Parthenocissus, is a genus of tendril climbing plants in the grape family, Vitaceae. It contains about 12 species native to the Himalayas, eastern Asia and North America. Several are grown for ornamental use, notably P. henryana, P. quinquefolia and P. tricuspidata.

<i>Parthenocissus inserta</i> Species of vine

Parthenocissus inserta, also known as thicket creeper, false Virginia creeper, woodbine, or grape woodbine, is a woody vine native to North America, in southeastern Canada and a large area of the United States, from Maine west to Montana and south to New Jersey and Missouri in the east, and Texas to Arizona in the west. It is present in California, but it may be an introduced species that far west.It is introduced in Europe.

<i>Ampelopsis glandulosa <span style="font-style:normal;">var.</span> brevipedunculata</i> Variety of grapevine

Ampelopsis glandulosa var. brevipedunculata, with common names creeper, porcelain berry, Amur peppervine, and wild grape, is an ornamental plant, native to temperate areas of Asia. It is generally similar to, and potentially confused with, grape species and other Ampelopsis species.

<i>Cobaea scandens</i> Species of vine

Cobaea scandens, the cup-and-saucer vine, cathedral bells, Mexican ivy, or monastery bells, is a species of flowering plant in the phlox family Polemoniaceae. It is native to Mexico, with isolated sightings elsewhere in tropical central and South America.

<i>Senecio tamoides</i> Species of vine

Senecio tamoides, also known as Canary creeper, is a climbing member of the genus Senecio of the family Asteraceae that is native to Southern Africa. It is used as an ornamental plant for its showy yellow, daisy-like flowers in autumn.

<i>Asparagus scandens</i> Species of vine

Asparagus scandens, is a plant native to South Africa in the genus Asparagus.

<i>Parthenocissus henryana</i> Species of vine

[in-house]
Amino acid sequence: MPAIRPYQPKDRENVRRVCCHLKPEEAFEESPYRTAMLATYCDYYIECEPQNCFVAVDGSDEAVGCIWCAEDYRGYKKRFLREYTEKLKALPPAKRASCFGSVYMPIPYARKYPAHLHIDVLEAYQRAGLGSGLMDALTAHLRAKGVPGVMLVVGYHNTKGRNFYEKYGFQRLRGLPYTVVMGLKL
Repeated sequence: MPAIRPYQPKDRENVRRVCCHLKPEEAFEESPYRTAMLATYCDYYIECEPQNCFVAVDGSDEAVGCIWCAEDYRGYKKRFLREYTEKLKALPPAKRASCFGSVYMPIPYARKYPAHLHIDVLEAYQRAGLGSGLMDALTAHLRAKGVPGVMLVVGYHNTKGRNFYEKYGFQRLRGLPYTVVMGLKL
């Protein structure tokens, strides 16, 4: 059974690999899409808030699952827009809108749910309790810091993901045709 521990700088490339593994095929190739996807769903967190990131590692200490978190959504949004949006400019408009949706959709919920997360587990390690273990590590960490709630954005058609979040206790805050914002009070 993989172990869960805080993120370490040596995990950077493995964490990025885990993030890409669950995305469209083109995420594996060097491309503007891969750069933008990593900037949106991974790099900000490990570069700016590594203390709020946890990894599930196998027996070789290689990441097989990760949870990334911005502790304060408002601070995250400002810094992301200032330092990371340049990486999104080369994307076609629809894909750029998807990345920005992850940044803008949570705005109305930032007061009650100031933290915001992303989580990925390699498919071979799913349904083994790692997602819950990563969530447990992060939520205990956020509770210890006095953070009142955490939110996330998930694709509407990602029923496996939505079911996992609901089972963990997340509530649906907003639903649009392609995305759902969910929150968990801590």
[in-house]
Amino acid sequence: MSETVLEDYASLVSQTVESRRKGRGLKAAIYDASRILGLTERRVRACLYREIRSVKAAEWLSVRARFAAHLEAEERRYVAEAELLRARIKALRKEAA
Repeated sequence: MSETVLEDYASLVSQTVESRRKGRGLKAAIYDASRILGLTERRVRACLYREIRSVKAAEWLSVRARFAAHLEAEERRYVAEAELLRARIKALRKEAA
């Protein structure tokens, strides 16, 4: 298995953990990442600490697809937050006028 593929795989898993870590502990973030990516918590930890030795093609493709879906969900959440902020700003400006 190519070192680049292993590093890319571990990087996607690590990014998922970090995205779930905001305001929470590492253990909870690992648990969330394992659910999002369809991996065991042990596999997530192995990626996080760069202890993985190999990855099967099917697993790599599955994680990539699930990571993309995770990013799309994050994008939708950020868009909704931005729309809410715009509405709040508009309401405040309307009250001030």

Parthenocissus henryana is a species of flowering plant in the vine family Vitaceae, native to China.

<i>Rhoicissus tomentosa</i> Species of grapevine

Rhoicissus tomentosa is a vigorous, evergreen vine that is indigenous to the afro-montane forests of southern Africa. It is increasingly popular as an ornamental creeper in gardens, and it has a wide range of uses in traditional medicine.

<i>Pityopsis ruthii</i>

Pityopsis ruthii is a rare species of flowering plant in the aster family known by the common name Ruth's golden aster. It is endemic to the US state of Tennessee, where it is known only from Polk County. It is threatened by the modification of its habitat. It is a federally listed endangered species.

<i>Smilax bona-nox</i> Species of flowering plant

Smilax bona-nox, known by the common names saw greenbrier, zarzaparrilla, catbrier, bullbrier, chinabrier, and tramp's trouble, is a species of flowering plant in the Smilacaceae, or greenbrier family. The species is native to the southeastern United States from Delaware to Florida and as far west as Kansas and Texas, as well as Bermuda and much of Mexico.

<i>Ripogonum scandens</i> Species of flowering plant

Ripogonum scandens, is a common rainforest vine native to New Zealand. It can also grow in areas of swamp.

<i>Dolichandra unguis-cati</i> Species of flowering plant